How to Legally Prepare For Natural Disasters

How to Legally Prepare For Natural Disasters

Natural disasters have caused havoc in more than ten states in recent weeks. Tornadoes swept across Minnesota, Kansas, Missouri, Iowa, Georgia, Colorado, Alabama, Arkansas, Oklahoma, and North Carolina causing damage and loss of life. Twisters were also reported in Texas and out West in California and in Wyoming. California has also seen wildfires. Earthquakes have shaken Nevada. As if these events aren’t enough, the 2008 Atlantic hurricane season is now underway and forecasters say we will likely experience a well-above average season.

No one can predict when an emergency or disaster situation will occur, but if caught unprepared, a person faces a much greater burden and expense in resolving his or her legal affairs.

Here are five recommendations to assist you in being better legally prepared for natural disasters and other life emergencies:

1) Review your home, auto and life insurance policies and understand your coverage and policy limits. Specifically go over sections pertaining to physical damage caused by fire, hail, wind, tornadoes, flooding, rain, storms, hurricanes and earthquakes. Standard homeowner policies typically cover damage from wind, but not flooding or storm surge. Sometimes flood insurance can be purchased separately. Most standard homeowner insurance also does not cover damage caused by earthquakes. Check with your insurance carrier to determine if a separate earthquake insurance policy can be purchased. Comprehensive auto insurance will likely cover physical damage to vehicles caused by storms and earthquakes. Make sure to review assistance amounts in life insurance policies and update beneficiaries if needed.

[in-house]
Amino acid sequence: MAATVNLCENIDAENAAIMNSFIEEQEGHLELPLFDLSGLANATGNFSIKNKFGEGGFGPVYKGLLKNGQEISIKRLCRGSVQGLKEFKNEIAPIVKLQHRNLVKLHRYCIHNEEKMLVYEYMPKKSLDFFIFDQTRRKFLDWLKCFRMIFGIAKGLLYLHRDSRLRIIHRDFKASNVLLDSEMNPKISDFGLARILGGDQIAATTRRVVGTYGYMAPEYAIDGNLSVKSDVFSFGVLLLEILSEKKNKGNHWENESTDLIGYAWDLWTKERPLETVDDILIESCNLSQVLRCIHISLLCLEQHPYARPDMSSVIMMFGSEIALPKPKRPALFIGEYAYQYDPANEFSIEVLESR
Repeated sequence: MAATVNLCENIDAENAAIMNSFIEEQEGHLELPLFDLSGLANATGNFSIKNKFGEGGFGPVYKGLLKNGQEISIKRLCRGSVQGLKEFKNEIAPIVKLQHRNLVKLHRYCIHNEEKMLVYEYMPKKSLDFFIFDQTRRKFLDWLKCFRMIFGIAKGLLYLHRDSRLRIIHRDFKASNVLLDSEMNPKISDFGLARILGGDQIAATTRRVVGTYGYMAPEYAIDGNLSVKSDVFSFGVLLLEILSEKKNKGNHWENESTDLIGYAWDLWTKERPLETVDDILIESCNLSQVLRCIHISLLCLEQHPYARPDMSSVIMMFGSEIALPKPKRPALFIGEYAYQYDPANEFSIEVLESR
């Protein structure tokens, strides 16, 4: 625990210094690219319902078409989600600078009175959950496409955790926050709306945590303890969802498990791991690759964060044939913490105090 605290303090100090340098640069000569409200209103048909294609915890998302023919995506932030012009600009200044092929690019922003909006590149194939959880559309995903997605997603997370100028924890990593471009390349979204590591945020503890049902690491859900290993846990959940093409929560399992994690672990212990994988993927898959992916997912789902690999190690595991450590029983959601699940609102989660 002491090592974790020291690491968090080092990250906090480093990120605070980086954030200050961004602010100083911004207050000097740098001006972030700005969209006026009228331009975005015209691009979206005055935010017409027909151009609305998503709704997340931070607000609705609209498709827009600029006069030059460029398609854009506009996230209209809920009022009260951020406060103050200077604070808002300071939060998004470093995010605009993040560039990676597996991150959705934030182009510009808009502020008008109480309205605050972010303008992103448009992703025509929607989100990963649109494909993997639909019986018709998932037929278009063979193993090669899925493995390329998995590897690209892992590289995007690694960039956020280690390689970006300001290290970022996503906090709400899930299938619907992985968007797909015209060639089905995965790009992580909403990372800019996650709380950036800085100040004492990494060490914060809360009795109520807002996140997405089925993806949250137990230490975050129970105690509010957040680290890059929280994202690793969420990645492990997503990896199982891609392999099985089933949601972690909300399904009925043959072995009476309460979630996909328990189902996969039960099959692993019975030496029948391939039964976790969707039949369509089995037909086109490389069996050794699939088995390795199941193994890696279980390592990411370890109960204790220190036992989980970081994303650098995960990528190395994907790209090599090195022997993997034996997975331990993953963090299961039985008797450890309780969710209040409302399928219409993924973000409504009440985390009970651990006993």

2) Create a life document file which is a collection of important legal papers. A life documents file can include identification records such as birth certificate and social security card, contracts, deeds, insurance policies, medical records, photos, and a financial assets inventory. Maintaining records together in one place is advantageous in the event you need to grab them and go in the event you need to evacuate your area quickly.

3) Draft Will, Living Will, and strength of Attorney forms. Tragically, inclement weather events and earthquakes can cause injuries and take lives. Preparing basic legal forms ahead of time can help ensure that your wishes are carried out and lessen the burden on family members. You can prepare legal forms on your own by downloading state-specific documents online or by consulting an attorney in your local area to have documents prepared for you.

4) Store your important papers in a obtain place such as a home safe or bank safe place box. Since these are vital records with lots of personal information, maintaining them in a obtain location is necessary to prevent the misuse of your information.

5) Tell someone you trust about the location of your important documents. It can be an attorney, relative or close friend. Situations may arise where you are unable to communicate and a least one person should know the location of your important papers. You might also keep a back up copy of important records with an attorney if you have one or with a family member who resides in another geographic location.

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